Will Vest is a Rule 5 guy we poached from the Tigers this offseason. He will be making his Major League debut this year, which will be somewhat fun! Other than that, I dunno. He’s the Rule 5 guy, that’s the nugget I’m going to keep in my brain and promptly forget as soon as he makes it into an actual game.

Drew Steckenrider sounds like one of those names I always fuck up when it comes to those Lookout Landing Sporcle quizzes asking you to name all the Mariners’ pitchers from a particular season. He came over from the Marlins organization on a minor league deal and was apparently one of the last guys to make the team. He’s another one I’m not holding my breath about.

***

The world is our oyster here! The Mariners could be a Bottom Five team, but I really don’t think that will be the case. There’s a lot of young talent in the organization just waiting to break through. There’s a TON of athleticism. There’s promise bursting at the seams. This is a team that WANTS to be great, that has just enough leadership at just the right spots – including the coaching staff – to potentially make it happen. We could be looking at a team that hangs around and FINALLY becomes the one to break the playoff drought!

Or, you know, it could be another year with another mediocre record.

But, the hope is that the young guys will improve. That’s really all that matters. 2020 was a roaring success because we saw improvement from the guys we needed to see improvement from. 2021 needs to be more of the same. Winning and losing isn’t quite as irrelevant as it was last year, but that’s not the ultimate agenda quite yet. The experience of winning isn’t quite as important as the experience of just playing at this level, but there is a lot of value there. That’s why I won’t be as maniacal as in years past when it comes to getting a high draft pick for next season.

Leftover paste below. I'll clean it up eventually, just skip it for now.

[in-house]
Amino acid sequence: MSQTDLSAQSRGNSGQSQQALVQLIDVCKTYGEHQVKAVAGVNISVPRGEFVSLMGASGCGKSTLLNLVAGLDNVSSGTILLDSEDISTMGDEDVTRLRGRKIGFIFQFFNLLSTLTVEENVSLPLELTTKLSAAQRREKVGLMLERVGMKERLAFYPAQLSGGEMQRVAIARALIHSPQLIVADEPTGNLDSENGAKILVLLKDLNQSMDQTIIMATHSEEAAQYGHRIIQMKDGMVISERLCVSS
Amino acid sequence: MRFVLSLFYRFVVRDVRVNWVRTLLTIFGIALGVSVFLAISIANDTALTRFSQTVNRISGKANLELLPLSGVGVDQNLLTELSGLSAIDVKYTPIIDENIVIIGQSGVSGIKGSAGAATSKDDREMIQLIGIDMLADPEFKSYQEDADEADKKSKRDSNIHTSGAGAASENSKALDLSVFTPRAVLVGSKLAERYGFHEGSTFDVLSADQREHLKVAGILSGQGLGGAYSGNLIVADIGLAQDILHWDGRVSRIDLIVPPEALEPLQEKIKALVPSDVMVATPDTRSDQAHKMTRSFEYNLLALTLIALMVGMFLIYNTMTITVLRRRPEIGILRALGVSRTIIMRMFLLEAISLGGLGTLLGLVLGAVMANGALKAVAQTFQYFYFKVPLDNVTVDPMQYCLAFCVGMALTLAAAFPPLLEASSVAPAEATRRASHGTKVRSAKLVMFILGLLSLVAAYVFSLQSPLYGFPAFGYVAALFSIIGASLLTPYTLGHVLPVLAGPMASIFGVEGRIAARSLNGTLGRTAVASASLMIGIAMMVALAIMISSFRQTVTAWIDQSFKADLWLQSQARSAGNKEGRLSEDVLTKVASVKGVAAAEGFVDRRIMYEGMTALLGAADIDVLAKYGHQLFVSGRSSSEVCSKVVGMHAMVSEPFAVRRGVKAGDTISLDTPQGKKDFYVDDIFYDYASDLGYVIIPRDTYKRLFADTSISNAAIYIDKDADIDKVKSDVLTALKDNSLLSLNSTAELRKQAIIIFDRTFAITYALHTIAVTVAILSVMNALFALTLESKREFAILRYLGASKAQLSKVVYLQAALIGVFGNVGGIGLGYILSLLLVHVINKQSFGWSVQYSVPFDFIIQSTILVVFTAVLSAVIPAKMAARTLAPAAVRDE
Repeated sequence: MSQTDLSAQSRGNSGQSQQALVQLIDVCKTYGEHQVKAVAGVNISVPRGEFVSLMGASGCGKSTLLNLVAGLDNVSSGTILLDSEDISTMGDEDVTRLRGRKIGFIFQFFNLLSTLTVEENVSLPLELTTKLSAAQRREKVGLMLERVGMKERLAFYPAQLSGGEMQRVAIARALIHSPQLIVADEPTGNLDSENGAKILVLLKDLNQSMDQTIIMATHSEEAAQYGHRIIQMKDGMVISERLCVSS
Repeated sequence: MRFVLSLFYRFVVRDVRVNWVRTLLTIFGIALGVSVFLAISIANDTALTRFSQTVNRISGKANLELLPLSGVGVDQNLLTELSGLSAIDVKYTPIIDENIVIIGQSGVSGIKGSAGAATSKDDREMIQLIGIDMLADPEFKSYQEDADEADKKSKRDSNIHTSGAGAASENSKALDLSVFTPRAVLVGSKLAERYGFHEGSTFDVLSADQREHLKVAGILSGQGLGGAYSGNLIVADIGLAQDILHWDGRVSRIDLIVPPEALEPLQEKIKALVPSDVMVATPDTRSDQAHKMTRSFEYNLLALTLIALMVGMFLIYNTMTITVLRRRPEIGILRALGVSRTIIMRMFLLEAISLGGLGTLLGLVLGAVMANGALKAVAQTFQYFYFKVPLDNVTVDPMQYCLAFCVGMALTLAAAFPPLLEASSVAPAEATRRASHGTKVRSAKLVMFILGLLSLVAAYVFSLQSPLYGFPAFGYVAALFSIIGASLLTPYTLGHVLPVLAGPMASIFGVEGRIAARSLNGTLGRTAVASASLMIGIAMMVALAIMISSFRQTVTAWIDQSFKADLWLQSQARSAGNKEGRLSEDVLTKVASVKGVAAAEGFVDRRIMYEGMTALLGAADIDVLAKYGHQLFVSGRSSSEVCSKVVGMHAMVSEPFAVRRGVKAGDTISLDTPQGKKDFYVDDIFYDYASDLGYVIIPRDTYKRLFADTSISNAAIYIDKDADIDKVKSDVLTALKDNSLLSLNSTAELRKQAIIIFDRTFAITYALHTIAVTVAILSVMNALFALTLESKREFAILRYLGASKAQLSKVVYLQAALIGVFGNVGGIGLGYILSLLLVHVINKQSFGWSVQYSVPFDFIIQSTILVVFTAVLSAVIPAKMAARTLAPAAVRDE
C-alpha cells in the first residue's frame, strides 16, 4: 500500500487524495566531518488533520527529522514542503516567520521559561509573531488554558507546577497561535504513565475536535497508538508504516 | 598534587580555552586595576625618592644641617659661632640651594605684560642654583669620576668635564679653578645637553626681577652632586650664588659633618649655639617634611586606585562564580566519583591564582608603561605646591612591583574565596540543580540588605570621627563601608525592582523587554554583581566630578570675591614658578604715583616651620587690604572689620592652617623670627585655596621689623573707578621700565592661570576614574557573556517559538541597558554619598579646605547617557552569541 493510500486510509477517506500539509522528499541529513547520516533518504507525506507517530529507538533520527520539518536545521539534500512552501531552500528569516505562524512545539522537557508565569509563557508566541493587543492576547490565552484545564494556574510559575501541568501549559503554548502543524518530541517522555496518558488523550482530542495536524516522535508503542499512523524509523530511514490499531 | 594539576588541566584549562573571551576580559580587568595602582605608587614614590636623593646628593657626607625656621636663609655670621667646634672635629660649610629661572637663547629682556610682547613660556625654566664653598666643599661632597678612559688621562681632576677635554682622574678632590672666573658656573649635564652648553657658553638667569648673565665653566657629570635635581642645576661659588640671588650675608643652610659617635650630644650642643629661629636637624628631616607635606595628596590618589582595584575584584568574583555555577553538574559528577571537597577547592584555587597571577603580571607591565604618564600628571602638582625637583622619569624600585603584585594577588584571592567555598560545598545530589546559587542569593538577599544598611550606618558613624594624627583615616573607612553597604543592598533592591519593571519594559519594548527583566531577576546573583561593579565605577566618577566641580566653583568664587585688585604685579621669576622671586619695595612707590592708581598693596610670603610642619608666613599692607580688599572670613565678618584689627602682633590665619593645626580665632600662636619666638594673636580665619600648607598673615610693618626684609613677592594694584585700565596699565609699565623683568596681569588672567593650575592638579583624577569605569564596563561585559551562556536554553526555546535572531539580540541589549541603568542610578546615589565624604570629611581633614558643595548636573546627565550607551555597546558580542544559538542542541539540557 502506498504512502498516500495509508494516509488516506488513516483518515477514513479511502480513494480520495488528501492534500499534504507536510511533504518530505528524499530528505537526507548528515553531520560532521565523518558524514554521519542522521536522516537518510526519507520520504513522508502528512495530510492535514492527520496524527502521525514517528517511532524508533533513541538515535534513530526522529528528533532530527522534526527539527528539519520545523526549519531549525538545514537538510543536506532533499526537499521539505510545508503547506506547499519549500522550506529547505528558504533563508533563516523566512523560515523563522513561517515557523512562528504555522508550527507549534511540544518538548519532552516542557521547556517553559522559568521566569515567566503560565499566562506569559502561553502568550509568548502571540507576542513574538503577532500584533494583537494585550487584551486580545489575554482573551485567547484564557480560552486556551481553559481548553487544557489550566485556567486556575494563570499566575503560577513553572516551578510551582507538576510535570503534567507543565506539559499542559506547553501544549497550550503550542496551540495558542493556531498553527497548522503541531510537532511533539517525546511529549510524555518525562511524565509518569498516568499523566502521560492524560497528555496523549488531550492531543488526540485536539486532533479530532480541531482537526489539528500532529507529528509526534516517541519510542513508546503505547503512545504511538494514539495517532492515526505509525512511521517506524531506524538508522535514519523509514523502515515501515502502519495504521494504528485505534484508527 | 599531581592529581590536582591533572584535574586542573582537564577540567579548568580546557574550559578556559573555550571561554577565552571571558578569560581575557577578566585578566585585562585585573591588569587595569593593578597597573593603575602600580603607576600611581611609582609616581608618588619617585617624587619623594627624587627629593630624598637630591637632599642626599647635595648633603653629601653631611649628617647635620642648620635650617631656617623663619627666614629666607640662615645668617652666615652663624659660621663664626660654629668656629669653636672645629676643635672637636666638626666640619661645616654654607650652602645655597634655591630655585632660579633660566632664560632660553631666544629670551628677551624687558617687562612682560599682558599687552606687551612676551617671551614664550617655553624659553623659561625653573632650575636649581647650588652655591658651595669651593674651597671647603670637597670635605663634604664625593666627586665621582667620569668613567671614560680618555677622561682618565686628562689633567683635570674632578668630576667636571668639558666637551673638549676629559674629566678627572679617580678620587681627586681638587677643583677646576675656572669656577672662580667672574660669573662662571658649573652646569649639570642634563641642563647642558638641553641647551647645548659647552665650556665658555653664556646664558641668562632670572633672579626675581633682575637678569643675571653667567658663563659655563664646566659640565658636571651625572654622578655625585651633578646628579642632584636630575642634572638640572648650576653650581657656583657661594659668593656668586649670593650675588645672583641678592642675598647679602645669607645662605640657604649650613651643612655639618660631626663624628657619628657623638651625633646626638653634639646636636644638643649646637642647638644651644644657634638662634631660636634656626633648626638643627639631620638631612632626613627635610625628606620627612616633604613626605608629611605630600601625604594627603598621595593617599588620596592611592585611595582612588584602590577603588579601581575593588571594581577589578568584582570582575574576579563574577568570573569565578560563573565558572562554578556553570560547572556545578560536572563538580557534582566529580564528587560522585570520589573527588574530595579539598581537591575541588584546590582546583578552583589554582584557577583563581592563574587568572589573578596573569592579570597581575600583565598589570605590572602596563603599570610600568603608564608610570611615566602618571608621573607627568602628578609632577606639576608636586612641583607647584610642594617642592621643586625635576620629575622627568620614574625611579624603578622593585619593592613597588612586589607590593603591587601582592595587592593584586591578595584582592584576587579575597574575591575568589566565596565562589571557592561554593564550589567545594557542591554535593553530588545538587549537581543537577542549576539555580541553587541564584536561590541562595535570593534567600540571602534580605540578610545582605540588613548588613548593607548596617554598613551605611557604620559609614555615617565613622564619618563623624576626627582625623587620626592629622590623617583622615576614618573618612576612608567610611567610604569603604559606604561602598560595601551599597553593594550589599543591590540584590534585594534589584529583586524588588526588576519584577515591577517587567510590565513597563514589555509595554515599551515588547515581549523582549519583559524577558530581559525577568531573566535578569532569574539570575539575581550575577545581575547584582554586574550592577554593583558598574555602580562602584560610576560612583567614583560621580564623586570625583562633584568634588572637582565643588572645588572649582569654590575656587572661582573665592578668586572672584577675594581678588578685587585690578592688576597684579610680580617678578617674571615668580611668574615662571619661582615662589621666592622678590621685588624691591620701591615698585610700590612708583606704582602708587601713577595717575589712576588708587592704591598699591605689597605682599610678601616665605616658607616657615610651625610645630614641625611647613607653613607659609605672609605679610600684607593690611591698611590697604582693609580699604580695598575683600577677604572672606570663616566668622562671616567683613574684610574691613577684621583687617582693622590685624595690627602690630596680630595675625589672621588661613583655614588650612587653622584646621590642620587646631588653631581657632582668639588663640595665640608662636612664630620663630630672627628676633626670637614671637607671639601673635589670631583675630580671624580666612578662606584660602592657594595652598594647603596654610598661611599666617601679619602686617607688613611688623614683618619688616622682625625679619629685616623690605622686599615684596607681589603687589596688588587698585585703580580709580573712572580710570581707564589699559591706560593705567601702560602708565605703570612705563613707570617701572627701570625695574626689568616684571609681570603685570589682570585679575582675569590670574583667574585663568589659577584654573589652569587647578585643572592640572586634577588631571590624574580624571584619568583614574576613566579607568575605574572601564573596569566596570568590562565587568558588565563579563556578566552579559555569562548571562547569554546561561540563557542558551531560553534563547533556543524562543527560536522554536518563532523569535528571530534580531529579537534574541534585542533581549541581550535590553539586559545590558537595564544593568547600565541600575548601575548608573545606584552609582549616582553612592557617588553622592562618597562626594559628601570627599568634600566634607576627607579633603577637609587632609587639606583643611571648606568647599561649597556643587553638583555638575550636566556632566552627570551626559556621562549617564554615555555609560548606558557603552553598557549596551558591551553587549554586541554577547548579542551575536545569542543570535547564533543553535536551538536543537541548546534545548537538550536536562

Do what you’re going to do, Mariners!

My prediction is that the M’s easily surpass the 72.5 win total that Vegas has them at. But, ultimately I don’t see us getting one of those Wild Card spots. Instead, we’ll probably be drafting in the teens next year.

I’m reserving all predictions beyond that. I’m not making ANY specific player predictions, because so much can happen. Injuries, regression, breakouts, it’s all on the table. My only hope is that I don’t exit this season feeling worse about the Mariners than I do right now. Right now, I’m full of optimism! So, let’s just work in service of that and try to make 2022 and beyond really special!